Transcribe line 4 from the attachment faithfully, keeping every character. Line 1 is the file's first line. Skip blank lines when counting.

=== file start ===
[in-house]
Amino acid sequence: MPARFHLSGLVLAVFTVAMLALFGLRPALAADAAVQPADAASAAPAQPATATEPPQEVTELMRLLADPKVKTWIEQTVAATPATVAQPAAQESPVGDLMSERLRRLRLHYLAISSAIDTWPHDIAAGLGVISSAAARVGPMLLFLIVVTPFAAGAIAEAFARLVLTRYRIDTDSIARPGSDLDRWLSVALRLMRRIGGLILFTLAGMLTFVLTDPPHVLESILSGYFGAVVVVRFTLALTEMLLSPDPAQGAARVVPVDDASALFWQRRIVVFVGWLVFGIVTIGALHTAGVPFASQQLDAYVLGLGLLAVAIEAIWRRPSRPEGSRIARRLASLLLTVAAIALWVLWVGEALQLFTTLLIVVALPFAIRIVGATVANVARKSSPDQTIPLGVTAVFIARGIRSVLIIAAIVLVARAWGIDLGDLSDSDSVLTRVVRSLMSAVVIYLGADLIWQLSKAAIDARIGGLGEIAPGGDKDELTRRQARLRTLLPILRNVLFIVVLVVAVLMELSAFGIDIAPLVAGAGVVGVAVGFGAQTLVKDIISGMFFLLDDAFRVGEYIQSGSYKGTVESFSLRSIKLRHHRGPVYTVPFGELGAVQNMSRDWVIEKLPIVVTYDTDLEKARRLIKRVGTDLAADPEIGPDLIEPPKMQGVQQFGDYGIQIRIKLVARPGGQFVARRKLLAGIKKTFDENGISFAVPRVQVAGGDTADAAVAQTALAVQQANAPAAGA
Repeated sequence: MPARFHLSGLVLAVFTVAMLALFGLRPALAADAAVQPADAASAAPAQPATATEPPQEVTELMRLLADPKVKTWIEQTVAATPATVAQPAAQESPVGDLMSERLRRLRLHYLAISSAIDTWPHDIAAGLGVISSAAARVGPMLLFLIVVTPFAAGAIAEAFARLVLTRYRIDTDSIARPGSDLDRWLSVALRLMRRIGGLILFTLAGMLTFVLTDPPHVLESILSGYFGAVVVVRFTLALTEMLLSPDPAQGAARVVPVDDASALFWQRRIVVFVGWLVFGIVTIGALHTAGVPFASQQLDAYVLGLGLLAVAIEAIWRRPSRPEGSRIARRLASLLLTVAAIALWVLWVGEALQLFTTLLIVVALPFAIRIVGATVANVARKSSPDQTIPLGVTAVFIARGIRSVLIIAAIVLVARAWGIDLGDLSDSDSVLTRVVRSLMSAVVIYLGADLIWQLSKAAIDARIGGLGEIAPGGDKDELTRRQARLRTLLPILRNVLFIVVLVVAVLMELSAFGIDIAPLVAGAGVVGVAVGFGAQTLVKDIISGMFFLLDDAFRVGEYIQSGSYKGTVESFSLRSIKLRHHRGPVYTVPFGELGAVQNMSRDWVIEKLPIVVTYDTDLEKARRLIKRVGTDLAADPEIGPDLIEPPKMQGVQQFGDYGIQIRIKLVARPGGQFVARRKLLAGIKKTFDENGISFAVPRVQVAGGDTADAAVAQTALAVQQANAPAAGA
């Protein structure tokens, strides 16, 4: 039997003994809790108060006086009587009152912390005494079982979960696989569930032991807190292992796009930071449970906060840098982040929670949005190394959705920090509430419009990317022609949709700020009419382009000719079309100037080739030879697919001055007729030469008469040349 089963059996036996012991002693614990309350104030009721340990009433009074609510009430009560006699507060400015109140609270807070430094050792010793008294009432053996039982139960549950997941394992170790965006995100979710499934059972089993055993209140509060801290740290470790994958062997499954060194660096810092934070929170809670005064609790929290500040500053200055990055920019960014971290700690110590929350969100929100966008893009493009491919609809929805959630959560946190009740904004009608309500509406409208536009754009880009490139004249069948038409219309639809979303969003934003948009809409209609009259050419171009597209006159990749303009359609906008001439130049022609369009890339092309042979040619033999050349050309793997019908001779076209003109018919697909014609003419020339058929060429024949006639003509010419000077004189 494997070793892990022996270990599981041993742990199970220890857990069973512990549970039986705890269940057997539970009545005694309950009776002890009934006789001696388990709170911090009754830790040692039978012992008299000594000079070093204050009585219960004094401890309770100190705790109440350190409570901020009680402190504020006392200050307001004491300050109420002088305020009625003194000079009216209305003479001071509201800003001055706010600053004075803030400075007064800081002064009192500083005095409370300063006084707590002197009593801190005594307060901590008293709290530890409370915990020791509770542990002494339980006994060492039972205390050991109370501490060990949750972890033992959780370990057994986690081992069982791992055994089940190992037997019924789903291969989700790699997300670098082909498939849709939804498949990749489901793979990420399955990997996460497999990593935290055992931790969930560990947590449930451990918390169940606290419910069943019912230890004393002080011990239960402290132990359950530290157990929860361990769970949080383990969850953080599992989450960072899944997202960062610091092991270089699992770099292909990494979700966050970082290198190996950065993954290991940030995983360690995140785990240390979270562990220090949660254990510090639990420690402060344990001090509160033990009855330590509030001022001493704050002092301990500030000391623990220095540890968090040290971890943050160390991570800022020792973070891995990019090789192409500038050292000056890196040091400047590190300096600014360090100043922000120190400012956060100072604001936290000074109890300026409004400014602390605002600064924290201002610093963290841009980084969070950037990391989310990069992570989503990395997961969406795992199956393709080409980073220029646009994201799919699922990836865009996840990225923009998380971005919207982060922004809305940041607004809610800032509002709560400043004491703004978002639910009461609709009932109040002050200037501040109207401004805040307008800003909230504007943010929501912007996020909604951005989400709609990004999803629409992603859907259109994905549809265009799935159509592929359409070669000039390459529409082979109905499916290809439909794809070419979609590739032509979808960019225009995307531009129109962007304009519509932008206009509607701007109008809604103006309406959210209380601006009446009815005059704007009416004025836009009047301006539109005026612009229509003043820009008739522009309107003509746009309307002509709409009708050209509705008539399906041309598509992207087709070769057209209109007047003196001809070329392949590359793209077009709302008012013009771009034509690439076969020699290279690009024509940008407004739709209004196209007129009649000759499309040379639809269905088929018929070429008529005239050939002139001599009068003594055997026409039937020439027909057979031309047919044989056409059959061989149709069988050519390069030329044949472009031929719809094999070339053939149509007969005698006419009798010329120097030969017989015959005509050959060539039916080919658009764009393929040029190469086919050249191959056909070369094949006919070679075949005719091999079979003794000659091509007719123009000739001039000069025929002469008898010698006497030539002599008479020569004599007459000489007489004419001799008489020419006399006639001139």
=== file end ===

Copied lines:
């Protein structure tokens, strides 16, 4: 039997003994809790108060006086009587009152912390005494079982979960696989569930032991807190292992796009930071449970906060840098982040929670949005190394959705920090509430419009990317022609949709700020009419382009000719079309100037080739030879697919001055007729030469008469040349 089963059996036996012991002693614990309350104030009721340990009433009074609510009430009560006699507060400015109140609270807070430094050792010793008294009432053996039982139960549950997941394992170790965006995100979710499934059972089993055993209140509060801290740290470790994958062997499954060194660096810092934070929170809670005064609790929290500040500053200055990055920019960014971290700690110590929350969100929100966008893009493009491919609809929805959630959560946190009740904004009608309500509406409208536009754009880009490139004249069948038409219309639809979303969003934003948009809409209609009259050419171009597209006159990749303009359609906008001439130049022609369009890339092309042979040619033999050349050309793997019908001779076209003109018919697909014609003419020339058929060429024949006639003509010419000077004189 494997070793892990022996270990599981041993742990199970220890857990069973512990549970039986705890269940057997539970009545005694309950009776002890009934006789001696388990709170911090009754830790040692039978012992008299000594000079070093204050009585219960004094401890309770100190705790109440350190409570901020009680402190504020006392200050307001004491300050109420002088305020009625003194000079009216209305003479001071509201800003001055706010600053004075803030400075007064800081002064009192500083005095409370300063006084707590002197009593801190005594307060901590008293709290530890409370915990020791509770542990002494339980006994060492039972205390050991109370501490060990949750972890033992959780370990057994986690081992069982791992055994089940190992037997019924789903291969989700790699997300670098082909498939849709939804498949990749489901793979990420399955990997996460497999990593935290055992931790969930560990947590449930451990918390169940606290419910069943019912230890004393002080011990239960402290132990359950530290157990929860361990769970949080383990969850953080599992989450960072899944997202960062610091092991270089699992770099292909990494979700966050970082290198190996950065993954290991940030995983360690995140785990240390979270562990220090949660254990510090639990420690402060344990001090509160033990009855330590509030001022001493704050002092301990500030000391623990220095540890968090040290971890943050160390991570800022020792973070891995990019090789192409500038050292000056890196040091400047590190300096600014360090100043922000120190400012956060100072604001936290000074109890300026409004400014602390605002600064924290201002610093963290841009980084969070950037990391989310990069992570989503990395997961969406795992199956393709080409980073220029646009994201799919699922990836865009996840990225923009998380971005919207982060922004809305940041607004809610800032509002709560400043004491703004978002639910009461609709009932109040002050200037501040109207401004805040307008800003909230504007943010929501912007996020909604951005989400709609990004999803629409992603859907259109994905549809265009799935159509592929359409070669000039390459529409082979109905499916290809439909794809070419979609590739032509979808960019225009995307531009129109962007304009519509932008206009509607701007109008809604103006309406959210209380601006009446009815005059704007009416004025836009009047301006539109005026612009229509003043820009008739522009309107003509746009309307002509709409009708050209509705008539399906041309598509992207087709070769057209209109007047003196001809070329392949590359793209077009709302008012013009771009034509690439076969020699290279690009024509940008407004739709209004196209007129009649000759499309040379639809269905088929018929070429008529005239050939002139001599009068003594055997026409039937020439027909057979031309047919044989056409059959061989149709069988050519390069030329044949472009031929719809094999070339053939149509007969005698006419009798010329120097030969017989015959005509050959060539039916080919658009764009393929040029190469086919050249191959056909070369094949006919070679075949005719091999079979003794000659091509007719123009000739001039000069025929002469008898010698006497030539002599008479020569004599007459000489007489004419001799008489020419006399006639001139």